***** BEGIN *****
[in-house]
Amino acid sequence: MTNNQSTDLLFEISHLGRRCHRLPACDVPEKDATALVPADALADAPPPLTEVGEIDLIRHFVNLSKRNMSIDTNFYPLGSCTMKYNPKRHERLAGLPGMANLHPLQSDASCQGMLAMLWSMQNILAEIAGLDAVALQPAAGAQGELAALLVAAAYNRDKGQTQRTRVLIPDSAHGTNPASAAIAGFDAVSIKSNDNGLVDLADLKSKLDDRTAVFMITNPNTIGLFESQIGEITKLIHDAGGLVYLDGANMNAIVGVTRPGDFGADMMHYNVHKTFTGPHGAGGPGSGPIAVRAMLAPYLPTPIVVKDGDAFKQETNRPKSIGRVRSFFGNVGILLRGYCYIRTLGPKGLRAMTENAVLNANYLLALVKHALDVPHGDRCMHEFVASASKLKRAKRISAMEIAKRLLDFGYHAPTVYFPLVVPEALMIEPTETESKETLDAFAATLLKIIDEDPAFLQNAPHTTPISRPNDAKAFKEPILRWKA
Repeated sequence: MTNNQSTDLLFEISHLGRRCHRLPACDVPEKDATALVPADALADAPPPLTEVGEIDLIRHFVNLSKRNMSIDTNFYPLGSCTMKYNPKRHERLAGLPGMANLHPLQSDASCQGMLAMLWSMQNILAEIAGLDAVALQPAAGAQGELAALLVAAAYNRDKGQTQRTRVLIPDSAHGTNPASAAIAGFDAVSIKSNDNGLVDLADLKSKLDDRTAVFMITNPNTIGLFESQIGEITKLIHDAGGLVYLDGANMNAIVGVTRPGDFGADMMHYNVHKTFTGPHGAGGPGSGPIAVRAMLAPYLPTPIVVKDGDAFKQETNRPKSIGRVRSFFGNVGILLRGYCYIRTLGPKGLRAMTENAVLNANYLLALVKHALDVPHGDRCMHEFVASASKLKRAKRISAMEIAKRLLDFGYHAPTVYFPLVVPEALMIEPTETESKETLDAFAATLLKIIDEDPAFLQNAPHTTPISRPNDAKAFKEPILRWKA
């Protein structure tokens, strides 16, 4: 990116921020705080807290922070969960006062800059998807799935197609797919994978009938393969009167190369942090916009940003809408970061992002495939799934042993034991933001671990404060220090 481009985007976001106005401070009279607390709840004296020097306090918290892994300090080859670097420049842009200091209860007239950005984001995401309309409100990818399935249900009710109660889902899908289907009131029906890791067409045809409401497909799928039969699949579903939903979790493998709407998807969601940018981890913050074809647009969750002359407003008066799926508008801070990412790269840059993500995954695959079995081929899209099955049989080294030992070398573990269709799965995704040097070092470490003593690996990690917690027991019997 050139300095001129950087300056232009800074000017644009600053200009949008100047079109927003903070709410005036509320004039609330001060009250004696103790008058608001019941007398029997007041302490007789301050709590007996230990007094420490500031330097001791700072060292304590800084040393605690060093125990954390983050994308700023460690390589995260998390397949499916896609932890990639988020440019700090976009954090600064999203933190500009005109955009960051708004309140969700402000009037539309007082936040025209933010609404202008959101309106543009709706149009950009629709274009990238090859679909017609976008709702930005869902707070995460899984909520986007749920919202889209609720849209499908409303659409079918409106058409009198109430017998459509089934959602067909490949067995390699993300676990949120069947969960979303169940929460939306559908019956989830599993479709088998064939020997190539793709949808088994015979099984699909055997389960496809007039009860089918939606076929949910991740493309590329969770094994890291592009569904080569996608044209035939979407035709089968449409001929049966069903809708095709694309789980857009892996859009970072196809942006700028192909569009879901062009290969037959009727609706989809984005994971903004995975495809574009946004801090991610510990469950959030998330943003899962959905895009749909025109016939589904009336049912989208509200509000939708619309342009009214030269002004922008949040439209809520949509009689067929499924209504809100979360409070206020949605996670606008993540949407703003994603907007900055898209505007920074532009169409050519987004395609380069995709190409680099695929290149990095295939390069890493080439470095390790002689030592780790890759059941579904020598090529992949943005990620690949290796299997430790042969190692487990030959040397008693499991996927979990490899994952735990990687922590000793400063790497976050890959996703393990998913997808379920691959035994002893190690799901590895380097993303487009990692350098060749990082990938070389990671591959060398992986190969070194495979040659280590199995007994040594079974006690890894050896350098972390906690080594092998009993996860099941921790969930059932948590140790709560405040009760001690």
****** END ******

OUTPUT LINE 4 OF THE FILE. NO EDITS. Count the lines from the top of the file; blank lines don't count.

């Protein structure tokens, strides 16, 4: 990116921020705080807290922070969960006062800059998807799935197609797919994978009938393969009167190369942090916009940003809408970061992002495939799934042993034991933001671990404060220090 481009985007976001106005401070009279607390709840004296020097306090918290892994300090080859670097420049842009200091209860007239950005984001995401309309409100990818399935249900009710109660889902899908289907009131029906890791067409045809409401497909799928039969699949579903939903979790493998709407998807969601940018981890913050074809647009969750002359407003008066799926508008801070990412790269840059993500995954695959079995081929899209099955049989080294030992070398573990269709799965995704040097070092470490003593690996990690917690027991019997 050139300095001129950087300056232009800074000017644009600053200009949008100047079109927003903070709410005036509320004039609330001060009250004696103790008058608001019941007398029997007041302490007789301050709590007996230990007094420490500031330097001791700072060292304590800084040393605690060093125990954390983050994308700023460690390589995260998390397949499916896609932890990639988020440019700090976009954090600064999203933190500009005109955009960051708004309140969700402000009037539309007082936040025209933010609404202008959101309106543009709706149009950009629709274009990238090859679909017609976008709702930005869902707070995460899984909520986007749920919202889209609720849209499908409303659409079918409106058409009198109430017998459509089934959602067909490949067995390699993300676990949120069947969960979303169940929460939306559908019956989830599993479709088998064939020997190539793709949808088994015979099984699909055997389960496809007039009860089918939606076929949910991740493309590329969770094994890291592009569904080569996608044209035939979407035709089968449409001929049966069903809708095709694309789980857009892996859009970072196809942006700028192909569009879901062009290969037959009727609706989809984005994971903004995975495809574009946004801090991610510990469950959030998330943003899962959905895009749909025109016939589904009336049912989208509200509000939708619309342009009214030269002004922008949040439209809520949509009689067929499924209504809100979360409070206020949605996670606008993540949407703003994603907007900055898209505007920074532009169409050519987004395609380069995709190409680099695929290149990095295939390069890493080439470095390790002689030592780790890759059941579904020598090529992949943005990620690949290796299997430790042969190692487990030959040397008693499991996927979990490899994952735990990687922590000793400063790497976050890959996703393990998913997808379920691959035994002893190690799901590895380097993303487009990692350098060749990082990938070389990671591959060398992986190969070194495979040659280590199995007994040594079974006690890894050896350098972390906690080594092998009993996860099941921790969930059932948590140790709560405040009760001690």